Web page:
President Howard W. Johnson established the Review Panel on Special Laboratories (also known as the Pounds Panel) in April 1969 to examine the relationship between MIT and two of its laboratories that carried out defense department research—the Instrumentation Laboratory and Lincoln Laboratory—and to review the appropriateness of Institute sponsorship of the laboratories’ programs. Subsequently, the Instrumentation Laboratory became an independent, not-for-profit organization formally divested from MIT in 1973 (named Draper Laboratory for Charles Stark Draper, the founder and director of the Instrumentation Lab, and MIT Institute Professor). (from finding aid)
MIT, School of Engineering, Office of the Dean records (AC-0012)
MIT, Social Action Coordinating Committee (AC-0349)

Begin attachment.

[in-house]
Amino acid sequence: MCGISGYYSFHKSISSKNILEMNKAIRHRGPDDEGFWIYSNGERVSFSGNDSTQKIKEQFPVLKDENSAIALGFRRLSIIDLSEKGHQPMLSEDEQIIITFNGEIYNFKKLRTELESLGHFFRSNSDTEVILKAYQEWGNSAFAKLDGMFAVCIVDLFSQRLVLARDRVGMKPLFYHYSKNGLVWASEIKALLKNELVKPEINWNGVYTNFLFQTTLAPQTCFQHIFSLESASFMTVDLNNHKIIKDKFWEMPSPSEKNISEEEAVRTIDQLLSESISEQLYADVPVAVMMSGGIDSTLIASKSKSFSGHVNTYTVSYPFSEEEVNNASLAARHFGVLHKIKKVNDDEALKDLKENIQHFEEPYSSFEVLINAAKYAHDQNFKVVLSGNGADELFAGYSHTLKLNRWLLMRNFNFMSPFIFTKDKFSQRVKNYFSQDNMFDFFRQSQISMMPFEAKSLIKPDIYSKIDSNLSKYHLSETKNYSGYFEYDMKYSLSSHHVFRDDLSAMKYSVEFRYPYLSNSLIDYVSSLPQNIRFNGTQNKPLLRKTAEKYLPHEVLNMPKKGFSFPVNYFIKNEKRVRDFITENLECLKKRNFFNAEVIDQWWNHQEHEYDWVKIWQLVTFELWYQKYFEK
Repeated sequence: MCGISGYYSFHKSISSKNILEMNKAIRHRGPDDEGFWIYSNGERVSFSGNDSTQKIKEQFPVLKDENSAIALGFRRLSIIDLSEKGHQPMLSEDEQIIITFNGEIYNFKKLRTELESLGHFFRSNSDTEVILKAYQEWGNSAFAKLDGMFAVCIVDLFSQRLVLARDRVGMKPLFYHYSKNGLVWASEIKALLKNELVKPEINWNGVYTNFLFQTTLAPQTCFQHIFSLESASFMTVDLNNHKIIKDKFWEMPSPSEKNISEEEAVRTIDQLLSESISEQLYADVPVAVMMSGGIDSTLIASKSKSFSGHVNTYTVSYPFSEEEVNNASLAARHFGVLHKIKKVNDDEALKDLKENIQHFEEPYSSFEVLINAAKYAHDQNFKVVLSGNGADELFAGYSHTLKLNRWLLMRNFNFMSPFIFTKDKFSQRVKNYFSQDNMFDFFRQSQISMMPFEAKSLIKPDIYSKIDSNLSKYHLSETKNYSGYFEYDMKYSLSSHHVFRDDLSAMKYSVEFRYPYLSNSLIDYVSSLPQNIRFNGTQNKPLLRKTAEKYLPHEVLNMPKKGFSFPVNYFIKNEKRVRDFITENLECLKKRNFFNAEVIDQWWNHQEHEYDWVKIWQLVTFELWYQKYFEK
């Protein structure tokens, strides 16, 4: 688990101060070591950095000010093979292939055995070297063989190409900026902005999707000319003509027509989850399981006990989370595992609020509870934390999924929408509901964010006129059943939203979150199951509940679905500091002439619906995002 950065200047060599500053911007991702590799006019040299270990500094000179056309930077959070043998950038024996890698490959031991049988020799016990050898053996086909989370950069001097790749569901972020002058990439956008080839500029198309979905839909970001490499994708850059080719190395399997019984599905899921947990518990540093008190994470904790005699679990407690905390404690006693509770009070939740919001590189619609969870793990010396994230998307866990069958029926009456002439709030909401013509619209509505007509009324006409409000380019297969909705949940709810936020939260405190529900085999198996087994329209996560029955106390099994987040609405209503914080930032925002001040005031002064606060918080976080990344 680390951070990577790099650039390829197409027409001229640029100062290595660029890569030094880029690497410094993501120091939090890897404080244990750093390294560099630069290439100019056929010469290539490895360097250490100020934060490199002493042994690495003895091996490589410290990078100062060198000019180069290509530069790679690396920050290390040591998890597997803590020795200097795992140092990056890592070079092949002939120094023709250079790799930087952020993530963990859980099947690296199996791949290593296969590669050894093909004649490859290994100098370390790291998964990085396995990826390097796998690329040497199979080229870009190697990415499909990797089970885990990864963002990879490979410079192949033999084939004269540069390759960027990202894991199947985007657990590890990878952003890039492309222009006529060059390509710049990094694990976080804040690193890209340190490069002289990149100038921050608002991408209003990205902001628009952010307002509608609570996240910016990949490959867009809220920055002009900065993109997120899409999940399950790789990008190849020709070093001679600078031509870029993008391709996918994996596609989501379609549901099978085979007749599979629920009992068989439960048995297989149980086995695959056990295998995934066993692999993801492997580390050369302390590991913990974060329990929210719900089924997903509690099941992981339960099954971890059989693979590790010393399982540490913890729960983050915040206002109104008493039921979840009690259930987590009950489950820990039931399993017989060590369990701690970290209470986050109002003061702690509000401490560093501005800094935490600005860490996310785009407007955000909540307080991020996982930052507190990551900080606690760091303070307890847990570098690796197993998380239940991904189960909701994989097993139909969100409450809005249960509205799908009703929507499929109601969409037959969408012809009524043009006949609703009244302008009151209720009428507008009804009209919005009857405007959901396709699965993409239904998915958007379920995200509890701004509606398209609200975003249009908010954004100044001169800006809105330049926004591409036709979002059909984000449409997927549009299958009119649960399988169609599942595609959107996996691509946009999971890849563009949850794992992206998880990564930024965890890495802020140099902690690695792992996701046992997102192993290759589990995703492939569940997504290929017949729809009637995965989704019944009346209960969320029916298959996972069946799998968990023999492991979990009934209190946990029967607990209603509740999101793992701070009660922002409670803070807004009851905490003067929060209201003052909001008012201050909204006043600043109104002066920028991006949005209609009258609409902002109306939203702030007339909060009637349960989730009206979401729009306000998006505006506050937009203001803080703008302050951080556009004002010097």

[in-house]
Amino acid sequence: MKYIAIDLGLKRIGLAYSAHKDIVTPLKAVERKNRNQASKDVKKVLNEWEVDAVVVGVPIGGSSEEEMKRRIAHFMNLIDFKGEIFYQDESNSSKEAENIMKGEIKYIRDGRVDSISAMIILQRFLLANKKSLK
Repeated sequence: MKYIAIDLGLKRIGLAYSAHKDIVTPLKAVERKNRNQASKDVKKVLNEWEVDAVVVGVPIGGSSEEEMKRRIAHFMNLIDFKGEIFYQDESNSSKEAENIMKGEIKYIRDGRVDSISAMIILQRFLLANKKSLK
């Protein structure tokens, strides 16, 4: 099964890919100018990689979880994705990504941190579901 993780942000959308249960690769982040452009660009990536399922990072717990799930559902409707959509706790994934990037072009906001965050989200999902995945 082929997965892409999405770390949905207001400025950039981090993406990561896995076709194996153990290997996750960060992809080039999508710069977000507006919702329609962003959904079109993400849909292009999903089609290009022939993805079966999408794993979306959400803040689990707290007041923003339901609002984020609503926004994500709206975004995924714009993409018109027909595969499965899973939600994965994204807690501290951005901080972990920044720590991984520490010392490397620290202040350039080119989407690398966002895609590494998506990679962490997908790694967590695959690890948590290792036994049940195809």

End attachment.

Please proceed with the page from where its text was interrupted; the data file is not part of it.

The Science Action Coordinating Committee (SACC) was founded in early 1969 by a small group of physics and biology graduate students at the Massachusetts Institute of Technology to work for radical economic and political change within MIT and the country through education and symbolic protest. SACC's members were undergraduate and graduate students; Noam Chomsky was the group's faculty advisor. Between 1969 and 1973 SACC participated in many anti-military research and anti-war protests. Together with the MIT faculty chapter of the Union of Concerned Scientists, SACC co-sponsored a research work stoppage and teach-in on March 4, 1969, to "devise a means for turning the application of research from military uses and toward the solution of environmental and social problems." Late in 1970 SACC changed its name to the Social Action Coordinating Committee and became involved in a broader range of causes, including local tenants' issues, workers' job actions, preventing the deportation of Vietnamese students at MIT, and opposing the training of Iranian nuclear engineers. SACC ceased in 1977. (from finding aid)